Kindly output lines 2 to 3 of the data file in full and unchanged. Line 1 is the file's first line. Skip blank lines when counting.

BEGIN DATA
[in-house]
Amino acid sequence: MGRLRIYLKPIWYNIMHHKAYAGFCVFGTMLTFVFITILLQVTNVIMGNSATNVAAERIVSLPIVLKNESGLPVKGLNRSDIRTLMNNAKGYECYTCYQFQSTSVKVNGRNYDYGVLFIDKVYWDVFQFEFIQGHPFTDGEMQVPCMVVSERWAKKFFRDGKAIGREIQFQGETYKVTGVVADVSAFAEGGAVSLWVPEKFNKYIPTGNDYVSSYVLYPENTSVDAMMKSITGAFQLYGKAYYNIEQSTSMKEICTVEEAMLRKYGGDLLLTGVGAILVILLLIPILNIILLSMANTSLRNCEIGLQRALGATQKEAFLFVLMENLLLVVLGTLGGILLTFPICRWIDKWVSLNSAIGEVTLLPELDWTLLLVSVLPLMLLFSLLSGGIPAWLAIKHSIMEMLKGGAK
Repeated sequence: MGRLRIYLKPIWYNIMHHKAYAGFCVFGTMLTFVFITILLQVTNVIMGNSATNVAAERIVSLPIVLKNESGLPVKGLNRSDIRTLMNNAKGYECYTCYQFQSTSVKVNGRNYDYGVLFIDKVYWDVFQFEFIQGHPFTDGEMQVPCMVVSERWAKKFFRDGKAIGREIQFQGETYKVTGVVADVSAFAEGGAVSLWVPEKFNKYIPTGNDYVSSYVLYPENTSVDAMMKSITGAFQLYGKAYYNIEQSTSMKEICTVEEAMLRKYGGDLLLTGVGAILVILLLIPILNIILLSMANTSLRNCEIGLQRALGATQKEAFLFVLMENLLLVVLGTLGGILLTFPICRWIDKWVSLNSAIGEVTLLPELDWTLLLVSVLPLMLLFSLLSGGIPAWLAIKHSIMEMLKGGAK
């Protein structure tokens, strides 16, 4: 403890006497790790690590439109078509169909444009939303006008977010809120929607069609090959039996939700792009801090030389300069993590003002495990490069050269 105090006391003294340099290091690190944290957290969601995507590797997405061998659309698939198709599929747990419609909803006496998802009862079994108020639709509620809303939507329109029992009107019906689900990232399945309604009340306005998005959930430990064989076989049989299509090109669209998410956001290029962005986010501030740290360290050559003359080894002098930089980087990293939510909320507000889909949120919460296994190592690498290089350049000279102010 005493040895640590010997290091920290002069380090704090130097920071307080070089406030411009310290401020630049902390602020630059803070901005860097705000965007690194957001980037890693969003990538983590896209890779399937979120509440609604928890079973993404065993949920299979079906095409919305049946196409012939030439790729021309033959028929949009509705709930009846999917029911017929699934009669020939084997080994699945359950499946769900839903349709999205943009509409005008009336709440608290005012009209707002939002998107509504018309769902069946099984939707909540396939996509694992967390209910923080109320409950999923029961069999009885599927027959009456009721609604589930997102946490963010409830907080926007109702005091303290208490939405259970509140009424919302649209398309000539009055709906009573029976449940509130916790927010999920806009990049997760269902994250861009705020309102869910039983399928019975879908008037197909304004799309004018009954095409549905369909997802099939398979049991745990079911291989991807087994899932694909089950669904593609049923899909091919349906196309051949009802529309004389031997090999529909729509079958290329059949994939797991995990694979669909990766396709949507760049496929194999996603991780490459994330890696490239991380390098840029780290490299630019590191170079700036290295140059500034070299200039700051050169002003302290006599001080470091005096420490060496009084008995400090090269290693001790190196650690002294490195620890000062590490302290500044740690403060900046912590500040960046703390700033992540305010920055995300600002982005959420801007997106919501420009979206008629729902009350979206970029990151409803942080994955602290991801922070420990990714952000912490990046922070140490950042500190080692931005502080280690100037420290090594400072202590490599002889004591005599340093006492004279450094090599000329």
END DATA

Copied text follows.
Amino acid sequence: MGRLRIYLKPIWYNIMHHKAYAGFCVFGTMLTFVFITILLQVTNVIMGNSATNVAAERIVSLPIVLKNESGLPVKGLNRSDIRTLMNNAKGYECYTCYQFQSTSVKVNGRNYDYGVLFIDKVYWDVFQFEFIQGHPFTDGEMQVPCMVVSERWAKKFFRDGKAIGREIQFQGETYKVTGVVADVSAFAEGGAVSLWVPEKFNKYIPTGNDYVSSYVLYPENTSVDAMMKSITGAFQLYGKAYYNIEQSTSMKEICTVEEAMLRKYGGDLLLTGVGAILVILLLIPILNIILLSMANTSLRNCEIGLQRALGATQKEAFLFVLMENLLLVVLGTLGGILLTFPICRWIDKWVSLNSAIGEVTLLPELDWTLLLVSVLPLMLLFSLLSGGIPAWLAIKHSIMEMLKGGAK
Repeated sequence: MGRLRIYLKPIWYNIMHHKAYAGFCVFGTMLTFVFITILLQVTNVIMGNSATNVAAERIVSLPIVLKNESGLPVKGLNRSDIRTLMNNAKGYECYTCYQFQSTSVKVNGRNYDYGVLFIDKVYWDVFQFEFIQGHPFTDGEMQVPCMVVSERWAKKFFRDGKAIGREIQFQGETYKVTGVVADVSAFAEGGAVSLWVPEKFNKYIPTGNDYVSSYVLYPENTSVDAMMKSITGAFQLYGKAYYNIEQSTSMKEICTVEEAMLRKYGGDLLLTGVGAILVILLLIPILNIILLSMANTSLRNCEIGLQRALGATQKEAFLFVLMENLLLVVLGTLGGILLTFPICRWIDKWVSLNSAIGEVTLLPELDWTLLLVSVLPLMLLFSLLSGGIPAWLAIKHSIMEMLKGGAK